With fighting and ongoing clashes reported in many parts of Tigray, including violence against civilians, the humanitarian situation in the region continues to rapidly deteriorate.
Access to essential services, food, water, livelihoods and cash remains disrupted across large swathes of Tigray, increasing the need for urgent assistance.
Humanitarian aid is extremely limited, with aid workers still unable to access most rural areas of the region, when people need it the most.
Although progress has been made, with an increasing amount of humanitarian cargo mobilized, critical staff needed to scale up assistance have not been able to travel to Tigray.
The UN and humanitarians continue to engage with the Federal Government to allow and facilitate rapid and unimpeded passage of humanitarian workers and assistance to Tigray.
Three months on since the start of the conflict in Tigray, the humanitarian situation across the region is extremely alarming and continues to deteriorate rapidly. The lack of humanitarian access due to insecurity and bureaucratic obstacles have prevented aid workers from providing life-saving assistance to people affected by the conflict. Although the full impact of the fighting on the humanitarian situation is still unclear, humanitarians on the ground are reporting increasing hunger, a dire deterioration on malnutrition, and an urgent need to increase access to water, hygiene, sanitation, health, shelter and protection services in most parts of Tigray. Access to essential services, telecommunications, cash, fuel remains largely disrupted, compounding an already acute situation, and preventing people from meeting their vital and most basic needs.
The security situation in Tigray remains volatile and unpredictable, with reports of ongoing clashes in many parts of the region. Violence against civilians, including killings, abductions, force returns of refugees and internally displaced people, and sexual and genderbased violence continue to be reported across Tigray. The verification of these reports, however, remains challenging as humanitarian partners have not been able to have full access to the Western, Central, Eastern, North Western, South and South Eastern parts of the region.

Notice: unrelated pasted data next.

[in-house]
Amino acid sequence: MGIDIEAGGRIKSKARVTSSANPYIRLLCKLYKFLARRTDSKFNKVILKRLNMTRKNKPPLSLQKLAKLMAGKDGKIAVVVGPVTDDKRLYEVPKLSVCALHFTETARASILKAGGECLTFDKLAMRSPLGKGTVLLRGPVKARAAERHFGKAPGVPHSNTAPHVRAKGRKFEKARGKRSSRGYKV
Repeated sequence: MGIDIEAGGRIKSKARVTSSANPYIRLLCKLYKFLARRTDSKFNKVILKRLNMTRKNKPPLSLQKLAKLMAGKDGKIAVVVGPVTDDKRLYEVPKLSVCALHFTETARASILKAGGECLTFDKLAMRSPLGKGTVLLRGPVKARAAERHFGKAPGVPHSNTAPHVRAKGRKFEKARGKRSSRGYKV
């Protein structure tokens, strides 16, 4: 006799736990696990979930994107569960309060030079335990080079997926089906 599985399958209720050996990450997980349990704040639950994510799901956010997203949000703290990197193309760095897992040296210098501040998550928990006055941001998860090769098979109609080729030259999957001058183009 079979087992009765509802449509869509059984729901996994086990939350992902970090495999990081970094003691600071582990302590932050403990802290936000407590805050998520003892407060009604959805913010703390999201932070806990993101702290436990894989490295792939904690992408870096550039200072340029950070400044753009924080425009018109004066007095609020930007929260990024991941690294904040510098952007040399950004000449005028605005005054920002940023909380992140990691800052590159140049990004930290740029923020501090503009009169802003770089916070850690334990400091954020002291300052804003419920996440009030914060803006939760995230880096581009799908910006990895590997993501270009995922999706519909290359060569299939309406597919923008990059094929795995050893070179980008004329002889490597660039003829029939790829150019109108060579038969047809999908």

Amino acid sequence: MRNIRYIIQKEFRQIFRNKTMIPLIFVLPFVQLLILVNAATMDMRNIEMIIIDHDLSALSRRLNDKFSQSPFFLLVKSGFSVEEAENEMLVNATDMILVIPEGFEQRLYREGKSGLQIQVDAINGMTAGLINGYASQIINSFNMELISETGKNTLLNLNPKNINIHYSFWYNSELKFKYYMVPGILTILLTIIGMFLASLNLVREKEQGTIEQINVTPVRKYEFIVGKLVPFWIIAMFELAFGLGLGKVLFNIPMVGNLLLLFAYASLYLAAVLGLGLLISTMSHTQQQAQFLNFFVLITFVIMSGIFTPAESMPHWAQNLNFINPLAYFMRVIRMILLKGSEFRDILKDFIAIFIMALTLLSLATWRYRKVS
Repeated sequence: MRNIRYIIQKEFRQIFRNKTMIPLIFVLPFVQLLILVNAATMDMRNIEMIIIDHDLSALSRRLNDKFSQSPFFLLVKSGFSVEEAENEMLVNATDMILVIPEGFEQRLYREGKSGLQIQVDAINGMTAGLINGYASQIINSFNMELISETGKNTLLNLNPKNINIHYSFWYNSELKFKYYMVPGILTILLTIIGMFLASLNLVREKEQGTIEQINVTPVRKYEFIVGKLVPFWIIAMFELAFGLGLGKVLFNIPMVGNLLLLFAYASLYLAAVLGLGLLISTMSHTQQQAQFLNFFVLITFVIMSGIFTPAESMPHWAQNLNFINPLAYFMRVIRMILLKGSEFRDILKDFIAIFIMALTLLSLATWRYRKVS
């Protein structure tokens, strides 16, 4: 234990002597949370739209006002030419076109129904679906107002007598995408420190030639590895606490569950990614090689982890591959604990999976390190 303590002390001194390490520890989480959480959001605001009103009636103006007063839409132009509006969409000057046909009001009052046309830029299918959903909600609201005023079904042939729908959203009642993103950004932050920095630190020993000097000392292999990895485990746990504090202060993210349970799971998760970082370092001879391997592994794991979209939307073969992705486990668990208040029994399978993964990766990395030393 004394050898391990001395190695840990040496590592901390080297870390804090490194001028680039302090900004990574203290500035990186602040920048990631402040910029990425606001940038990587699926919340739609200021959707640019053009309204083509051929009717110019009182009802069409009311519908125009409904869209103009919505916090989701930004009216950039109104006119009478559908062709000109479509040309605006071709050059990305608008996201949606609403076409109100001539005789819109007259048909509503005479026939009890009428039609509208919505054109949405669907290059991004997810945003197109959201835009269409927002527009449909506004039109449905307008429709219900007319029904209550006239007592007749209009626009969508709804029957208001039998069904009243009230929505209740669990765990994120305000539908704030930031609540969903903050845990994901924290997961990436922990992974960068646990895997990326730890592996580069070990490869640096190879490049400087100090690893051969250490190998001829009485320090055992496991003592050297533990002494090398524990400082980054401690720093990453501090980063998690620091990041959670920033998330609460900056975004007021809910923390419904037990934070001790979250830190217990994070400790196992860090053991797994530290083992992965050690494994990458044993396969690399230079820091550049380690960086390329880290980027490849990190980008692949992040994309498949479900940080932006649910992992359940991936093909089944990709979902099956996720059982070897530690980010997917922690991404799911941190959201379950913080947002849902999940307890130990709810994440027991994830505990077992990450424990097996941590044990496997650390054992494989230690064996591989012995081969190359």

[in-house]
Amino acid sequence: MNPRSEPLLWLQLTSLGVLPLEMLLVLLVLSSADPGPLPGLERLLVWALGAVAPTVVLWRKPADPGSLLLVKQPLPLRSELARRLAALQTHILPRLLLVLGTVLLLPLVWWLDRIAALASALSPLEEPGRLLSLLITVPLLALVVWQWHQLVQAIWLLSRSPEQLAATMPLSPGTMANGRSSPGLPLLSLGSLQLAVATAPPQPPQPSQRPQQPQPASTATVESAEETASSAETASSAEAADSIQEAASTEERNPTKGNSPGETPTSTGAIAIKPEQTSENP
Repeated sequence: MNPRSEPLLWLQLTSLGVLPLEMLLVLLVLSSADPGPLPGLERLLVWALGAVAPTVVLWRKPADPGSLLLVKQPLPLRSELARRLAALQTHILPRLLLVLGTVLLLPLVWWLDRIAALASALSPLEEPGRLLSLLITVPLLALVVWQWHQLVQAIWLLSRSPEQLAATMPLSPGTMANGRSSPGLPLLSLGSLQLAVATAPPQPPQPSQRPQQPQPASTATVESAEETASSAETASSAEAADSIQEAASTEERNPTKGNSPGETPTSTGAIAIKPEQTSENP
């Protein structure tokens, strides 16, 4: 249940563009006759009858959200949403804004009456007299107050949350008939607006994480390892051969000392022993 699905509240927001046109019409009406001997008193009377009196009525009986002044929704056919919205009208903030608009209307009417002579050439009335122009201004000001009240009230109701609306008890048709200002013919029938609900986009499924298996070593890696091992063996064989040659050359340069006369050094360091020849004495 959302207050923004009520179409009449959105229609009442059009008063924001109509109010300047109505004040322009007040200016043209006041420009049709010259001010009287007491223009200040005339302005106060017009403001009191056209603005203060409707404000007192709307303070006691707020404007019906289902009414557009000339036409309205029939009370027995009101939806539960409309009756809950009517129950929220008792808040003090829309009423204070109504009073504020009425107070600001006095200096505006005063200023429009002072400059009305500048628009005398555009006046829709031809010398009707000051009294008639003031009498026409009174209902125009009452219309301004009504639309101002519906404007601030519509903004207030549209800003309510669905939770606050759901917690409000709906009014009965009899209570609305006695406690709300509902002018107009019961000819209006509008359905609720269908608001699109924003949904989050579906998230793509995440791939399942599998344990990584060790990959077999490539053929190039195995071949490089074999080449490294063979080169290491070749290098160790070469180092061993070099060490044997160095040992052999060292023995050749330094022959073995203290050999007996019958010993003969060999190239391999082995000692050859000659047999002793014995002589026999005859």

Access is particularly limited in remote and rural areas. An inter-agency meeting conducted in Shire on 1 February highlighted an alarming situation with partners denied access to the northwestern woredas and kebeles, including Sheraro. In some instances, the presence of multiple actors on the ground has also constrained humanitarian operations, as clearance from Federal Authorities has, in different occasions, not been accepted by other forcers.
Although cargos carrying humanitarian commodities have been increasingly allowed to move into Tigray, most of the clearances for critical staff needed to scale up the response and distribute and monitor its distribution is still pending with Federal authorities.
The United Nation’s High Commissioner for Refugees, Filippo Grandi, visited, on 30 January, Mai-Ayni camp for Eritrean refugees in southern Tigray to assess first-hand the situation on the ground. Grandi met key stakeholders from the Federal Government, including the Prime Minister, the Deputy Prime Minister, and the President as well as humanitarian partners in Addis Ababa to discuss the humanitarian situation in Tigray. After his mission, the High Commissioner called on authorities to restore basic services in Tigray and increase humanitarian access to the region, as the situation, according to Grandi, is extremely grave. The Under-Secretary-General of the Department of Safety and Security Gilles Michaud also visited Mekelle where he met with the interim administration and the international community
- UN Office for the Coordination of Humanitarian Affairs
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